"It wasn't the best day to train," smirked Vicente Rodriguez with some understatement, settling down inside Brighton's American Express Community Stadium with heavy rain and gale-force winds battering its pristine exterior. If it's a rude awakening for a 30-year-old taking his first career steps outside of his home city of Valencia, he does well to conceal it. "The weather's not a problem when you really want to train."
If Championship leaders Brighton ooze ambition and hunger, their exotic new signing is a perfect fit. Yes, that is the Vicente, Valencia's dazzling left-winger in the all-conquering Rafael Benitez era. After being stymied by injuries in recent years while Los Che endured institutional crisis - even aiming an extraordinary broadside at the ineptitude of the club's medical staff in September 2007 - Vicente is itching to make a mark in English football, and seems unflustered by some of the reduced trappings of life outside of the top flight.
Rather than wearing a suit and carrying a notepad, the new man's interpreter was dressed down in jeans and a polo shirt– it was his new team-mate and fellow Spaniard, Inigo Calderon, or 'Calde', as the right-back is known in the dressing room. Calderon admitted he likes having a fellow Spaniard around the place to talk to, but his pleasure at Vicente's arrival is mainly just down to the fact that the former Spain international is "a really, really good player."
Whatever Vicente's fitness issues in recent years, which saw new Chelsea signing Juan Mata supplant him in the Mestalla pecking order, few would argue with Calderon. His keynote season, the imperious 2003-04 campaign, saw Valencia win a La Liga and UEFA Cup double, him score a career-best 14 goals (including the UEFA Cup final opener against Marseille), set up a host more and even be touted as a potential successor to Ryan Giggs at Manchester United.
"A few clubs were interested a few years ago and I was close to moving," he said frankly, with little wistfulness, "but things happened to stop it. But I always wanted to come here to discover the football culture which you have here - it's totally different."
Now Vicente has his wish, though Calderon's lottery-winner reaction to the move is reflective of many in and around the club. The winger's arrival on the south coast is another example of how manager Gus Poyet's profile and personality has combined with the club's infrastructure improvements to make Brighton a serious proposition.
"The main thing was chatting with Poyet," Vicente said, "and he explained about the club and the way the team plays, the stadium … everything about the football rather than the money. It gave me a good feeling. The team plays passing, attacking football which will suit me. They like to enjoy playing and so I think I'm at the right club."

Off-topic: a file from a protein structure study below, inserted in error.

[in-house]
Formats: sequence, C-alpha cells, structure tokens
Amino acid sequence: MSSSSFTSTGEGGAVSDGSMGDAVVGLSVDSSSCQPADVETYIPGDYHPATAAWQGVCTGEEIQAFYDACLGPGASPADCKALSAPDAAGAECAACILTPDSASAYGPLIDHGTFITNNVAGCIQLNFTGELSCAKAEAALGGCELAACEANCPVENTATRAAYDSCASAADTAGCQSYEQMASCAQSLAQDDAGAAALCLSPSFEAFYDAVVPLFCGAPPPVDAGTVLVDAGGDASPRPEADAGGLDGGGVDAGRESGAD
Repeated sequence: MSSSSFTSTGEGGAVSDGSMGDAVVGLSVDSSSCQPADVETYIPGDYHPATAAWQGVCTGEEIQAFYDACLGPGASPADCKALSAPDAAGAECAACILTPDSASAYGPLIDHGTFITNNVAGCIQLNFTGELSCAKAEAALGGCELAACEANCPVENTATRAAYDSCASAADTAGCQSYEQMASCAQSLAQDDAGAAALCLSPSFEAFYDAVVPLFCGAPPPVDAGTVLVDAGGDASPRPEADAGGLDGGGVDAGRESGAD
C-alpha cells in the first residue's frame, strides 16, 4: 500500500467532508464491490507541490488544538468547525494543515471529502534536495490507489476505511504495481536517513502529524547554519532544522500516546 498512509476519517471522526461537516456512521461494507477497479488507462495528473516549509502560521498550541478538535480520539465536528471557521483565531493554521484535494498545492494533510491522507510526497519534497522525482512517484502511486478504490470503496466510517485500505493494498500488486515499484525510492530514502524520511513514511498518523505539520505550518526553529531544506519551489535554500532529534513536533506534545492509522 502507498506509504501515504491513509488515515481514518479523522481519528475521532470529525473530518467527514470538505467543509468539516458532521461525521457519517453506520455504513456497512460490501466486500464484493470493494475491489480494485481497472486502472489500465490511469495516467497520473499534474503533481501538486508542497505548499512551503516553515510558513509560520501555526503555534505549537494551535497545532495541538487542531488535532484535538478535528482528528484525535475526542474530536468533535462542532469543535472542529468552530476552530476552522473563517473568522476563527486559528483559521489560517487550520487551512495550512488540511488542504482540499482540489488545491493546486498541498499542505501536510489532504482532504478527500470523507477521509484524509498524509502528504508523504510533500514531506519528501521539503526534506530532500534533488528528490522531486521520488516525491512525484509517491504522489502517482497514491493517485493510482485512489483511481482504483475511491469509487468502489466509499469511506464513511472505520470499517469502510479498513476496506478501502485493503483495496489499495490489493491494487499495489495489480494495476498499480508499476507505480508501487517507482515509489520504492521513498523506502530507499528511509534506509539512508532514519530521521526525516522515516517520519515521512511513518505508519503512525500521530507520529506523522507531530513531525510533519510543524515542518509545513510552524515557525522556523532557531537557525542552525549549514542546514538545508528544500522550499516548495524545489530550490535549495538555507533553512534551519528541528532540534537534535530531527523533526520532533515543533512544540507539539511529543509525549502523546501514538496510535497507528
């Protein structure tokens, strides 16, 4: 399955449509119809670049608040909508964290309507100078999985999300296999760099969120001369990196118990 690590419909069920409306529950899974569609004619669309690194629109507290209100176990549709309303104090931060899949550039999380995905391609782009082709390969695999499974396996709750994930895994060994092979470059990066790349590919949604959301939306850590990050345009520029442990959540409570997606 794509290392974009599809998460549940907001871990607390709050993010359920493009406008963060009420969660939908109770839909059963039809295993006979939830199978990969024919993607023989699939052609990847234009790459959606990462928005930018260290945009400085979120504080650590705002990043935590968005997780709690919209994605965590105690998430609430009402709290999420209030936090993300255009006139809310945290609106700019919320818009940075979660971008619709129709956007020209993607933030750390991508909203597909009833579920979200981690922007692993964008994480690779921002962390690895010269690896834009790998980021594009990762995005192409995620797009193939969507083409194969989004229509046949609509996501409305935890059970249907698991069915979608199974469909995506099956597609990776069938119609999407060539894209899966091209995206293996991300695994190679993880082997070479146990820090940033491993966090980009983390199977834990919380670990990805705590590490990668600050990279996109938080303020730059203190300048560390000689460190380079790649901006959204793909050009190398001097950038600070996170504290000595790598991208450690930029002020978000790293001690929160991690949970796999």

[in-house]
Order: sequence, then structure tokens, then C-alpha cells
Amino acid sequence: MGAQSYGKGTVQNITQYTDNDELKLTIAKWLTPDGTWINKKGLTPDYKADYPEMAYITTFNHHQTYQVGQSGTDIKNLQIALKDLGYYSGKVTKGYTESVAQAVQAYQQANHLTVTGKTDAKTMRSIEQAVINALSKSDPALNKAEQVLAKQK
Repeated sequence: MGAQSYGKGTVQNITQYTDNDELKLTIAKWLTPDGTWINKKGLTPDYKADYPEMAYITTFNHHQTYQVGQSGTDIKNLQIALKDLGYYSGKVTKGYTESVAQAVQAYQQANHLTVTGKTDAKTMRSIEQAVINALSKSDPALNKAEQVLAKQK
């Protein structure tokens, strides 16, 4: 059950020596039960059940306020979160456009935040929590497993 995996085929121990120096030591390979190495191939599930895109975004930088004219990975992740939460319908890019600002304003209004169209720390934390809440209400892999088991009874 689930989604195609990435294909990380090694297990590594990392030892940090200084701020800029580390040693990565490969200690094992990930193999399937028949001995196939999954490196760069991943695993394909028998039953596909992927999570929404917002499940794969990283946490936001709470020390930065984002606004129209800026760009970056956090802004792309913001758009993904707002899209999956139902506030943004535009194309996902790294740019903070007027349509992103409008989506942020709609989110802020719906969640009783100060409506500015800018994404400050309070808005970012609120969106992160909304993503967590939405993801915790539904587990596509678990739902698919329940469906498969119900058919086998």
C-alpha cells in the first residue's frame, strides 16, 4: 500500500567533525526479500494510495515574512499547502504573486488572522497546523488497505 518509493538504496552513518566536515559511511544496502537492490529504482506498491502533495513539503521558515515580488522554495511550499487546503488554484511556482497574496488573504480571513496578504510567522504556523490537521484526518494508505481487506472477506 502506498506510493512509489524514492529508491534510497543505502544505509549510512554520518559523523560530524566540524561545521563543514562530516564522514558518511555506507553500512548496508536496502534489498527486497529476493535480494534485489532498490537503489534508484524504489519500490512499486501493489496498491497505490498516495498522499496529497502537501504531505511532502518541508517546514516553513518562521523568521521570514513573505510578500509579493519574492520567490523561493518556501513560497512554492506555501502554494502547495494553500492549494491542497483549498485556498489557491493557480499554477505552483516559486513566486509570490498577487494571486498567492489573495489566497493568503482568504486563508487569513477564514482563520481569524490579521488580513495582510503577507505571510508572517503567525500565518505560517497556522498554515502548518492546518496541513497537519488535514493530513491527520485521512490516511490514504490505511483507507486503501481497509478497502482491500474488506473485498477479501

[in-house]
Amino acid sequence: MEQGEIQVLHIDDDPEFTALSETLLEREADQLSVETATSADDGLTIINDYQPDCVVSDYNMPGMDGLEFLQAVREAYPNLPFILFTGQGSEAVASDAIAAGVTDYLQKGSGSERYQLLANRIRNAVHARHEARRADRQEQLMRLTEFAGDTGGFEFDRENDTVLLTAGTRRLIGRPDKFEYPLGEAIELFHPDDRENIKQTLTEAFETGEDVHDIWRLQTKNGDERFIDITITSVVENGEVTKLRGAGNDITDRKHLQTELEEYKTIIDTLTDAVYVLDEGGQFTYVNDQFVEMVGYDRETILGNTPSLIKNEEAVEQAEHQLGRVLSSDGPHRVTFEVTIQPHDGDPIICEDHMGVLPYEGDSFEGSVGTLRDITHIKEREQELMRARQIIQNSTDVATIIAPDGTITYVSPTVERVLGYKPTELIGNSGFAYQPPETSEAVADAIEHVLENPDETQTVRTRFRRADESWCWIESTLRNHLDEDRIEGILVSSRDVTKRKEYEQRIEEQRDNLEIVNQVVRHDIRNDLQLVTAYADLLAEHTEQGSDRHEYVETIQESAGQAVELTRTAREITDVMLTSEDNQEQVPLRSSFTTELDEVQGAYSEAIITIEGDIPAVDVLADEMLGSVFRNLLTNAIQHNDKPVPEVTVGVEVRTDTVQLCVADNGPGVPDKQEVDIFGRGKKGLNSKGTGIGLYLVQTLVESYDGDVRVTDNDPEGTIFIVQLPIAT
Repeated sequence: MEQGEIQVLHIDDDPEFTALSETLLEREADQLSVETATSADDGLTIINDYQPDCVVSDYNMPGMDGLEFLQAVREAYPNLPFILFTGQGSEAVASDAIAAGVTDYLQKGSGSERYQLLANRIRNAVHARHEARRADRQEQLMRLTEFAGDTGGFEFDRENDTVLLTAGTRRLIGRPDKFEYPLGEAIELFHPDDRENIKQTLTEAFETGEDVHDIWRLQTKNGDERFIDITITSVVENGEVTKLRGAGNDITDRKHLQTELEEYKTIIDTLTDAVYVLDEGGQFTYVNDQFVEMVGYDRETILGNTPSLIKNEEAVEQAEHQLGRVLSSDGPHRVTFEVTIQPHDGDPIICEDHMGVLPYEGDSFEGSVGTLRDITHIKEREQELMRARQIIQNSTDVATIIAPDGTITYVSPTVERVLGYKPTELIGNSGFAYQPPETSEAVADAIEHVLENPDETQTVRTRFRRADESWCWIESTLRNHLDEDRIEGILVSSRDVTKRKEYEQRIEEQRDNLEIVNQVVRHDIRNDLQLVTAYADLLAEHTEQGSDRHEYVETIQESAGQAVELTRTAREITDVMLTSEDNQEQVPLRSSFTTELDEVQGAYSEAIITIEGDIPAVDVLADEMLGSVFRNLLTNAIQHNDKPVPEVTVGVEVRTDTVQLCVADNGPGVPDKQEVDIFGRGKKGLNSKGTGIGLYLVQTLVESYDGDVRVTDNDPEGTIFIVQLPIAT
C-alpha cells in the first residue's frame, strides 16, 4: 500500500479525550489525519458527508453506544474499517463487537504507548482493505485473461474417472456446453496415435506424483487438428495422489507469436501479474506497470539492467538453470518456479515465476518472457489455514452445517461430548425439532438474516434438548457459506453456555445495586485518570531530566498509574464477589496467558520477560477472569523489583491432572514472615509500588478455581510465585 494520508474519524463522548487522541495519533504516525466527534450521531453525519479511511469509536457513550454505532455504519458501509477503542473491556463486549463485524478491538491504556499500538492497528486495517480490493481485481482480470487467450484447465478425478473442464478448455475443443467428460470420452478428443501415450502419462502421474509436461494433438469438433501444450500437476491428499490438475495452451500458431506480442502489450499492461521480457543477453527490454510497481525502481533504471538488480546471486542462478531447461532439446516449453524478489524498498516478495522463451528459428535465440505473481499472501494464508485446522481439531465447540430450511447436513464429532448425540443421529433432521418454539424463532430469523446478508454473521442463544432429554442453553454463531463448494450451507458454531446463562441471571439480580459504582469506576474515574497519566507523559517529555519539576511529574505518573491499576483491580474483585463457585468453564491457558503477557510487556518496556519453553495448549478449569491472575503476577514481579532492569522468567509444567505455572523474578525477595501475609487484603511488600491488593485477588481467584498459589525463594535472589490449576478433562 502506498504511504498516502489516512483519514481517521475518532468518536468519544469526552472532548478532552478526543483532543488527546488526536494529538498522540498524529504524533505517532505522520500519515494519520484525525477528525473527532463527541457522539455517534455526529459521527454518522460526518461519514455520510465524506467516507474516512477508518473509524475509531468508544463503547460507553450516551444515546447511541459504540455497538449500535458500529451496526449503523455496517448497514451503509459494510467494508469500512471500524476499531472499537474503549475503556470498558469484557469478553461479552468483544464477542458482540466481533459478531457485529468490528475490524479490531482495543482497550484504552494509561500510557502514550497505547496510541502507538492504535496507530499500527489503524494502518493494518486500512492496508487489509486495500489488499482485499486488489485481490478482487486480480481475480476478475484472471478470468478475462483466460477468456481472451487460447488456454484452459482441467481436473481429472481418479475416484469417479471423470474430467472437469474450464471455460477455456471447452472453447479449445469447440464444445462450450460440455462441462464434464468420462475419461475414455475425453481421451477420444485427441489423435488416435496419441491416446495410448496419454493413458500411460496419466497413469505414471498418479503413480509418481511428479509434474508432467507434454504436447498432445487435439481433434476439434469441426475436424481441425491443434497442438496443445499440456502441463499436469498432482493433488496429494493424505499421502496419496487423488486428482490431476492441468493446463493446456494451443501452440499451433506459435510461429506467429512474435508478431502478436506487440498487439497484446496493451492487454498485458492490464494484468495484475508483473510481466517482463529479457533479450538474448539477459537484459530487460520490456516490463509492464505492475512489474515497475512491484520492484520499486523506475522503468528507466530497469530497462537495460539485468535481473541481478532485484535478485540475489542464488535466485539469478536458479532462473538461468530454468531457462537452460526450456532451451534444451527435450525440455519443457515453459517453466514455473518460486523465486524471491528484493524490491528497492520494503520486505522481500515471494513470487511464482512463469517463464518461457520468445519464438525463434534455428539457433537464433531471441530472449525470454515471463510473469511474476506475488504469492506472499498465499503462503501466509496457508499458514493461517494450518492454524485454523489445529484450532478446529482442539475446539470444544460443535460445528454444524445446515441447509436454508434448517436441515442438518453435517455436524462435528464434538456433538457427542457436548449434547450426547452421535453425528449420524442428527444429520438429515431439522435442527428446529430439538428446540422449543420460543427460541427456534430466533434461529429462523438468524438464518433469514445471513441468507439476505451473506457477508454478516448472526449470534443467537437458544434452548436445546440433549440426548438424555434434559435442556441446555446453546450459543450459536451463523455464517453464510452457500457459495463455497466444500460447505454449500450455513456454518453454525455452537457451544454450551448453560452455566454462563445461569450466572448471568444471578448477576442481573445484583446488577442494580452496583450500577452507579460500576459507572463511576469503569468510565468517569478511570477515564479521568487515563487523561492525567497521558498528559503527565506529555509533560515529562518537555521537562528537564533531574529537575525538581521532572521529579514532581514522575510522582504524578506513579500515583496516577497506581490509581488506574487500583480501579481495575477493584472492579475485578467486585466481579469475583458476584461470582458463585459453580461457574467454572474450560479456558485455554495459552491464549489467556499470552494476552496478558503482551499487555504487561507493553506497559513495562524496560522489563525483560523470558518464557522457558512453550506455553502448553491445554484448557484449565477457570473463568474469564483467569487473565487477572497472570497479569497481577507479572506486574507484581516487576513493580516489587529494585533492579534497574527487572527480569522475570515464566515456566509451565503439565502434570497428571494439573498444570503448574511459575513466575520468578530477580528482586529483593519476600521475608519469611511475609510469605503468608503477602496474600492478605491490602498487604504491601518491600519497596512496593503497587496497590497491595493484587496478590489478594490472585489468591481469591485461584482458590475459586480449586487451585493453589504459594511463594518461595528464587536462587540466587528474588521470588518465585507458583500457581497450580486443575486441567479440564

Vicente is relieved to be in an environment, and under a coach, where he is trusted, after having recent problems with Unai Emery at Valencia. "The first four or five years at Valencia were the best of my career, of course, winning titles at home and in Europe, " he remembered, "but the last year was hard, because I didn't have a great relationship with the coach. It wasn't the way to finish a good and long career at Valencia, but I felt good to play and I left because I want to play more."
He will certainly get that chance with the Seagulls, though he admitted he is only at "40%" fitness at the moment after spending the summer working alone with a personal trainer, and hopes to be in position to make an impact in "two or three weeks". Yet he expects to be lifted by his surroundings, as much as Brighton expects to be inspired by him, in the smart new stadium which he already "loves". He remains ambitious. "I think I can play four or five more years at the top level," he insisted. "I'm not coming here to play one year and retire. I'm here to play well, do important things and try and get the club in the Premier (League)."
Vicente admits that a few of his countrymen inspired him to follow his English dream, including erstwhile Valencia team-mate David Silva. "David's a very good friend but I didn't talk it over with him before coming," he told ESPNsoccernet. "I just went for it. I played some great football with him. He's a great lad and he's done really well over here. Brighton is a real opportunity for me and I want to take it."
He shakes his head when asked if the masterplan includes an eventual recall to the world's premier international side. "No, it's very difficult. There are some great players coming through of 21, 22 (years old) … it's time for the younger players to have their chance," he says philosophically. "I had my time. I played 40 times for the national team and loved it, but I'm only thinking about doing well for this team, and getting us into the Premier League. We like it a lot over in Spain – it's very competitive, a lot of fun, with some big teams in it. We really enjoy watching it."
If he hits anything approaching peak form at the AmEx, Vicente's compatriots will be enjoying the top-flight adventures of him and his Brighton colleagues on Spanish television next season.